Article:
Dr. John A. Johnson is professor at the Pennsylvania State University; his main research field is personality tests during personnel selection. He has received many awards: from the University of Bielefeld, the Provost's Collaborative and Curricular Innovations Special Recognition Program Award; the STAR Project Award; and the Alumni/Student Award for Excellence in Teaching. Besides numerous publications in journals, he also published a book: Hogan, R., Johnson, J. A., & Briggs, S. R. (1997). Handbook of personality psychology. San Diego: Academic Press.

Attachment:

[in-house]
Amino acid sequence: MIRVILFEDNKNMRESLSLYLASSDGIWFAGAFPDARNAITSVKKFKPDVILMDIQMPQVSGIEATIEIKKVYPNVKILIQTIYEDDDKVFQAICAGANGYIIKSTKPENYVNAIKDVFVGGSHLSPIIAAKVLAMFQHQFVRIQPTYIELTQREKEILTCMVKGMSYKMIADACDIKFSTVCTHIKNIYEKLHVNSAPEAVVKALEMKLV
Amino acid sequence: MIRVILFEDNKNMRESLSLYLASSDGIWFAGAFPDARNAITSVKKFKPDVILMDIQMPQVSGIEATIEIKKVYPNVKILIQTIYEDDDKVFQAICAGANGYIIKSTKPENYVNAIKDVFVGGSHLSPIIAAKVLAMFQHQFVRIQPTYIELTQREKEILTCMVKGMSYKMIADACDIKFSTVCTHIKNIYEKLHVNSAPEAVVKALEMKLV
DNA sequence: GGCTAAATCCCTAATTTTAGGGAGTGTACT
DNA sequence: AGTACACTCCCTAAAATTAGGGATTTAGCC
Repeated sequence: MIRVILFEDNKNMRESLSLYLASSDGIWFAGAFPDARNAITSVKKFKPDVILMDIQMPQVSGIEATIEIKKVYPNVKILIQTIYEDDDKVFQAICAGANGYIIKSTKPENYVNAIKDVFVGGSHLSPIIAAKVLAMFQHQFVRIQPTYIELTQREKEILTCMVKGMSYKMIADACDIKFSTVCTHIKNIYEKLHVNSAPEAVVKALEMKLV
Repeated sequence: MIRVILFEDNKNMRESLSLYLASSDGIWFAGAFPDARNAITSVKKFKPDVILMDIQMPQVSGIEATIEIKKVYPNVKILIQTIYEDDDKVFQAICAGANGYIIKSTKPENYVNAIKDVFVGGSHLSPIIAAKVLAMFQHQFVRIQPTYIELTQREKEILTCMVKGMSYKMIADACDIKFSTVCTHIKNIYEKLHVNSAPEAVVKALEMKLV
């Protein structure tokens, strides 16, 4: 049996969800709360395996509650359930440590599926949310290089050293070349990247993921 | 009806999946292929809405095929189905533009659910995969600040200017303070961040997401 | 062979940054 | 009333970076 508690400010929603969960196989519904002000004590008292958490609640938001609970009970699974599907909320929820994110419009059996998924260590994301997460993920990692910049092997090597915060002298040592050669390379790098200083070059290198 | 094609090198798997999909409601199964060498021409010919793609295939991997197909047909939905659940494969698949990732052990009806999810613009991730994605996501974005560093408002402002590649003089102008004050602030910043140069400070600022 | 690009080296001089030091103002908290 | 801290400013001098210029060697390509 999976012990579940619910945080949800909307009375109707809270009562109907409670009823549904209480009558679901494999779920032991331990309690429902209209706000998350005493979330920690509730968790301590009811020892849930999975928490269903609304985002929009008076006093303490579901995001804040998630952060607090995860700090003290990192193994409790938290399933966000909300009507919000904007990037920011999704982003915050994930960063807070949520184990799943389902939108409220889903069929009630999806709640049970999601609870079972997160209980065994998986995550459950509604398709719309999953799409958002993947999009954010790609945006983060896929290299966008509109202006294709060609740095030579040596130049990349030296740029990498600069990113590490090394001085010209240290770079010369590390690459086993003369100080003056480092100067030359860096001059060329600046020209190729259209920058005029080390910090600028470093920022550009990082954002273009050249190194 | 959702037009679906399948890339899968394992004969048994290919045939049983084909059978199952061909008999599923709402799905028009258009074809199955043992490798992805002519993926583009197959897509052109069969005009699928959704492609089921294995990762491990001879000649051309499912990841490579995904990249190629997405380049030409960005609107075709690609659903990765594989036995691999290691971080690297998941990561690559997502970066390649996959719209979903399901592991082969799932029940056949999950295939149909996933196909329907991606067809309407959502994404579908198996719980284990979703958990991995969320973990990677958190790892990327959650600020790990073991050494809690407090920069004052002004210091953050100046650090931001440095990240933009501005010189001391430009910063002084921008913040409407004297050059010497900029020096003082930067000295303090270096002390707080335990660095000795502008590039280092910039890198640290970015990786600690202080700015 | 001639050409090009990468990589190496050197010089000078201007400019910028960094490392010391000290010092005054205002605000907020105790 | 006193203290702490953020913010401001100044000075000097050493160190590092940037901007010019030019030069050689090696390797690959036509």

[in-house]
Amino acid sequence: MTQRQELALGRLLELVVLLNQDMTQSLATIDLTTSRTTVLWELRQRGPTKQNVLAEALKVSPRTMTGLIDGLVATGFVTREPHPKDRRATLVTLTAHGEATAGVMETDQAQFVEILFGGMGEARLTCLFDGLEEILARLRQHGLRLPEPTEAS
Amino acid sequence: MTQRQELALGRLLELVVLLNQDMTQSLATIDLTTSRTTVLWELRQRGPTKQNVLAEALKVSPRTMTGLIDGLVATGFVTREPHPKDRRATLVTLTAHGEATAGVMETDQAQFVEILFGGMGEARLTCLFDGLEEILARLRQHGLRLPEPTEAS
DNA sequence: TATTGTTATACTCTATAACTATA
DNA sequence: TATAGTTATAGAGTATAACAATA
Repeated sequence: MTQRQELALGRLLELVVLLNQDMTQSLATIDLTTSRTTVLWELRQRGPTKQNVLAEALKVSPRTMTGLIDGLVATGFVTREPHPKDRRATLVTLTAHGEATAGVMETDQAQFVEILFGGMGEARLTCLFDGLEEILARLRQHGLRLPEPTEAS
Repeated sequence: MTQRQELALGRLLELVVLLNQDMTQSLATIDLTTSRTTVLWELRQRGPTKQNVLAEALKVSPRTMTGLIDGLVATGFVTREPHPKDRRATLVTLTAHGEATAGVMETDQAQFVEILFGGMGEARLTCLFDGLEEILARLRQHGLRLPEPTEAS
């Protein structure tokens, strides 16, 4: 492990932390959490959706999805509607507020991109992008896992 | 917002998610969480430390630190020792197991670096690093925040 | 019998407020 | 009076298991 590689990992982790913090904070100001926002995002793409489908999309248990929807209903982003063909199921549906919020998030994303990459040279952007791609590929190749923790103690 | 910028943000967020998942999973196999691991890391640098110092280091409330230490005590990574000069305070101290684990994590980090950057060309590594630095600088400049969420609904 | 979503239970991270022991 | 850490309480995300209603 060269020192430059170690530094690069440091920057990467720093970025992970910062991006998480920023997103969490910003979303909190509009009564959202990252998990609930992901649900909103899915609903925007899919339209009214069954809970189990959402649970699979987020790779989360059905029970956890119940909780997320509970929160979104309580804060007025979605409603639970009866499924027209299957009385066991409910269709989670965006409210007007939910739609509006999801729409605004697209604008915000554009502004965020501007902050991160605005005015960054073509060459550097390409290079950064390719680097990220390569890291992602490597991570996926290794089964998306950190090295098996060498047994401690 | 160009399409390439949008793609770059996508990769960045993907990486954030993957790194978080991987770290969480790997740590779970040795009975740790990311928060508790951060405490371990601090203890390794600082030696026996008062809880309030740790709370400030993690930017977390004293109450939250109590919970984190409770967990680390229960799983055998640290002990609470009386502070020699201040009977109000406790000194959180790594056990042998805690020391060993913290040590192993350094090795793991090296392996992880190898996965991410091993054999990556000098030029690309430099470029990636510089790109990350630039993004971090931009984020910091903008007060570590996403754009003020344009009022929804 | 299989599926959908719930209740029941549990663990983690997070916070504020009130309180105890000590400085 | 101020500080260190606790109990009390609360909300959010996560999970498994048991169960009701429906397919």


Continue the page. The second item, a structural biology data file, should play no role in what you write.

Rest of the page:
Product Summary: Trait-Map® Personality Assessment
Trait-Map® Report Cover
Product description: Advanced forced-choice personality test based on trait theory and the Big Five. It measures 25 primary traits and provides wide ranges of secondary scales and reports.
Category: Personality test
Users: Recruiters, Headhunters, Trainers, Coaches, HR, and OD professionals
Publisher: OD-Tools®

Please Contact Us for pricing and licensing information.